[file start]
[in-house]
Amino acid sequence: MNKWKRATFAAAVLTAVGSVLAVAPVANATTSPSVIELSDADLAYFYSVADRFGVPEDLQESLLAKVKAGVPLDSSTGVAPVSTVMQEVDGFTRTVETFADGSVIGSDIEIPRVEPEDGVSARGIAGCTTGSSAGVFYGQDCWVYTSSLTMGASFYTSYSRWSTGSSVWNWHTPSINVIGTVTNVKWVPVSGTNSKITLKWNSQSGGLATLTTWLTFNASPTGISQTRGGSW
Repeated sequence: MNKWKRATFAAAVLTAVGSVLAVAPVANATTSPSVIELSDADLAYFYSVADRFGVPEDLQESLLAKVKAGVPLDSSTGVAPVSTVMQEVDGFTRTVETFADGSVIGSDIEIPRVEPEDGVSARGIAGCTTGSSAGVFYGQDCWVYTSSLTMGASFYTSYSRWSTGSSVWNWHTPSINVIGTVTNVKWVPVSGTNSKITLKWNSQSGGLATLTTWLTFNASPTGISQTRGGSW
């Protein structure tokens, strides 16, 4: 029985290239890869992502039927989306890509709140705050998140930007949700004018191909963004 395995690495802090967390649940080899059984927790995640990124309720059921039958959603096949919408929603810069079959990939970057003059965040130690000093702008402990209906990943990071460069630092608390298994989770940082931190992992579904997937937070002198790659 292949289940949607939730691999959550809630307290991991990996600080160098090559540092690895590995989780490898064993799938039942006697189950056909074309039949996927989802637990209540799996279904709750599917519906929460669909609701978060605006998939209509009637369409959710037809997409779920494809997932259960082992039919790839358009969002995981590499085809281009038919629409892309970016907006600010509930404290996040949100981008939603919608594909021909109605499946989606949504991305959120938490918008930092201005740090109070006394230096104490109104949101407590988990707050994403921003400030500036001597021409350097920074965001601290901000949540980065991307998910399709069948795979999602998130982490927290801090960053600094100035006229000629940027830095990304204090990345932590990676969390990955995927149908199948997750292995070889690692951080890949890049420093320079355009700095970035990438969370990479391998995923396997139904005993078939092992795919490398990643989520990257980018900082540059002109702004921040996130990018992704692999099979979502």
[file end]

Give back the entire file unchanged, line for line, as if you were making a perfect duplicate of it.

[in-house]
Amino acid sequence: MNKWKRATFAAAVLTAVGSVLAVAPVANATTSPSVIELSDADLAYFYSVADRFGVPEDLQESLLAKVKAGVPLDSSTGVAPVSTVMQEVDGFTRTVETFADGSVIGSDIEIPRVEPEDGVSARGIAGCTTGSSAGVFYGQDCWVYTSSLTMGASFYTSYSRWSTGSSVWNWHTPSINVIGTVTNVKWVPVSGTNSKITLKWNSQSGGLATLTTWLTFNASPTGISQTRGGSW
Repeated sequence: MNKWKRATFAAAVLTAVGSVLAVAPVANATTSPSVIELSDADLAYFYSVADRFGVPEDLQESLLAKVKAGVPLDSSTGVAPVSTVMQEVDGFTRTVETFADGSVIGSDIEIPRVEPEDGVSARGIAGCTTGSSAGVFYGQDCWVYTSSLTMGASFYTSYSRWSTGSSVWNWHTPSINVIGTVTNVKWVPVSGTNSKITLKWNSQSGGLATLTTWLTFNASPTGISQTRGGSW
């Protein structure tokens, strides 16, 4: 029985290239890869992502039927989306890509709140705050998140930007949700004018191909963004 395995690495802090967390649940080899059984927790995640990124309720059921039958959603096949919408929603810069079959990939970057003059965040130690000093702008402990209906990943990071460069630092608390298994989770940082931190992992579904997937937070002198790659 292949289940949607939730691999959550809630307290991991990996600080160098090559540092690895590995989780490898064993799938039942006697189950056909074309039949996927989802637990209540799996279904709750599917519906929460669909609701978060605006998939209509009637369409959710037809997409779920494809997932259960082992039919790839358009969002995981590499085809281009038919629409892309970016907006600010509930404290996040949100981008939603919608594909021909109605499946989606949504991305959120938490918008930092201005740090109070006394230096104490109104949101407590988990707050994403921003400030500036001597021409350097920074965001601290901000949540980065991307998910399709069948795979999602998130982490927290801090960053600094100035006229000629940027830095990304204090990345932590990676969390990955995927149908199948997750292995070889690692951080890949890049420093320079355009700095970035990438969370990479391998995923396997139904005993078939092992795919490398990643989520990257980018900082540059002109702004921040996130990018992704692999099979979502």